Bloemfontein – While MTN Group [JSE:MTN]
will cooperate with the elite Hawks investigating unit in any inquiry into allegations of bribery, its own investigation into the acquisition of its cellphone licence in Iran will continue.
There is still no indication of when the findings of the investigation, led by the famed Lord Leonard Hoffmann, will be made known.
MTN is being tackled by its Turkish competitor, Turkcell, in a US court over its operating licence in Iran, one of its biggest markets. Turkcell alleges that the South African company bribed officials, including an ambassador, to acquire the licence.
A former MTN employee, Chris Kilowan, has alleged in a letter to the Hoffmann committee and in court papers lodged in the US that he and other MTN employees were guilty of fraud in order to get hold of the Iranian licence.
On Friday MTN chief executive Sifiso Dabengwa said the Turkcell allegations were “sensational and unfounded” and MTN was doing everything in its power to deal with the matter speedily and effectively.
Although the cellphone provider is claiming that the Hoffmann committee is independent, three of the panel’s four members are MTN directors.
They are Jan Strydom, a chartered accountant and member of the board’s audit committee and the committee concerned with risk management and compliance; Jeff van Rooyen, the chair of the latter committee and a former chief executive of the Financial Services Board; and Peter Mageza, member of the audit committee and also a non-executive director of Bidvest and Remgro, among others.
Responding to enquiry, Hoffmann affirmed that his committee was collecting evidence and that its activities were confidential.
“The committee has been appointed to investigate the circumstances under which MTN obtained the Iranian cellular licence in 2005, and the committee has the power to instruct that its report, or parts of it, be published.”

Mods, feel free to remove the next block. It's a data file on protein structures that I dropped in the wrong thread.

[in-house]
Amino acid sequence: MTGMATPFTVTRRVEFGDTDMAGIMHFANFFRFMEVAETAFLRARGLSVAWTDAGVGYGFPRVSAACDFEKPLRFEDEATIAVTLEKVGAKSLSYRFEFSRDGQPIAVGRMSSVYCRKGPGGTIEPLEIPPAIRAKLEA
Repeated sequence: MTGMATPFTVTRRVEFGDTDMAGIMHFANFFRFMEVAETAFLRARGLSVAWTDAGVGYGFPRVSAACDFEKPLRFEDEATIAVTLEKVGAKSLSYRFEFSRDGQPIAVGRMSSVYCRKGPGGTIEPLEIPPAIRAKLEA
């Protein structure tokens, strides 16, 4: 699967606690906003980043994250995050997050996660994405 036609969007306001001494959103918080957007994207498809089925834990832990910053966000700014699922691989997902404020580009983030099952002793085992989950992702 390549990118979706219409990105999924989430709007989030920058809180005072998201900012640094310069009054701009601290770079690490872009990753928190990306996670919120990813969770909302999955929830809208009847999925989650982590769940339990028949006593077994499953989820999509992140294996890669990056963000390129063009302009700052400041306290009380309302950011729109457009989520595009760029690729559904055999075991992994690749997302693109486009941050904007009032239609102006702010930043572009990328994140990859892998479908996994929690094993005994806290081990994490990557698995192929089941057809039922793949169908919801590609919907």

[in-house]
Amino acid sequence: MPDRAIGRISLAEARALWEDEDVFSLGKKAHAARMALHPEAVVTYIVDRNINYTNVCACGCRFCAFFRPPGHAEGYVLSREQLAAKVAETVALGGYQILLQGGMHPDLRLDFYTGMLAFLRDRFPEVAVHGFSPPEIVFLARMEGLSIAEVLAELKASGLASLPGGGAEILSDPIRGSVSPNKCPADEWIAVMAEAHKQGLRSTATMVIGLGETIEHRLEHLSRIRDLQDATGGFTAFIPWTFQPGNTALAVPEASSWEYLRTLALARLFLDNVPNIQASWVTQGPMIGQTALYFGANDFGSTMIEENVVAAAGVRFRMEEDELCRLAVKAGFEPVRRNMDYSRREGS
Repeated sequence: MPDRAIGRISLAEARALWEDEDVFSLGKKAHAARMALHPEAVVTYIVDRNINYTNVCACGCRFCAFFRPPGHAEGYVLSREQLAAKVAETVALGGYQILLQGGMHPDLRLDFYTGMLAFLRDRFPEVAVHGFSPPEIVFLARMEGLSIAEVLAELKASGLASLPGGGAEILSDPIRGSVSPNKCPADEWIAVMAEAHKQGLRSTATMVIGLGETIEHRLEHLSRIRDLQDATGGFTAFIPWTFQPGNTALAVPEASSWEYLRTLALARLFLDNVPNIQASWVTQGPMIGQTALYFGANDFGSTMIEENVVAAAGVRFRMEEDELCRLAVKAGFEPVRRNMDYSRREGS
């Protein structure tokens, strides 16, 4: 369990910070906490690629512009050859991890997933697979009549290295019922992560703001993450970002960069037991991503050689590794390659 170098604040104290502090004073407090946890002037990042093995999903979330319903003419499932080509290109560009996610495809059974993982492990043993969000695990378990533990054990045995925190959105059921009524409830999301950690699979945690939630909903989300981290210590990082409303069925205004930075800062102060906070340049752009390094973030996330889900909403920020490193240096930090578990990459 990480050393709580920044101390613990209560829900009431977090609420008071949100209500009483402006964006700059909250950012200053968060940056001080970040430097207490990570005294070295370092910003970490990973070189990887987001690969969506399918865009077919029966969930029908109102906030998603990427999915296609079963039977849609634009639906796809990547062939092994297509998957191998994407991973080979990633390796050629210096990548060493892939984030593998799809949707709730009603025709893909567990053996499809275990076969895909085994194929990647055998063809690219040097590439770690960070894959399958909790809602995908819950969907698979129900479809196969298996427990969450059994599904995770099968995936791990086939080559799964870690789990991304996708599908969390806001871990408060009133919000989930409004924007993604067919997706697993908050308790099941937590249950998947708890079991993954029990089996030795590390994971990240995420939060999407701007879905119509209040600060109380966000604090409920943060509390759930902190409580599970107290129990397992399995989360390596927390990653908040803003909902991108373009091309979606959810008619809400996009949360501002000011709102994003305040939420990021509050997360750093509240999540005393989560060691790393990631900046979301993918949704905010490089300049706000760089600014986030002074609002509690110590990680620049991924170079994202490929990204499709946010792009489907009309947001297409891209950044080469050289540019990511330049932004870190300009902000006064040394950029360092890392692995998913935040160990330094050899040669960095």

He believed the MTN board would follow the committee’s recommendations.
The cellphone company declined to respond further to Sake24’s enquiries regarding its statement earlier in the week that the Hoffmann committee investigation into Turkcell’s allegation “was progressing well” and that the investigative committee would give its recommendation to the MTN board “later this year”.
A South African interested party who did not wish to be named pointed out that the finalisation of the investigation depended not on MTN but on Hoffmann and his committee.
The committee was aware that it had to make its findings as soon as possible, he said. It was doing everything in its power to speed up the investigation.
But at the same time it had to be dealt with comprehensively and in fairness to all parties.
The Hoffmann committee of investigation was appointed by MTN in February.
At the time Cyril Ramaphosa, who chairs the MTN board, said that MTN would brook no corruption or unethical practices, and he had therefore decided to investigate Turkcell’s allegations himself.
MTN said in its latest response that the Hoffmann committee would decide whether there had been any misconduct by its former employee or any other relevant witnesses.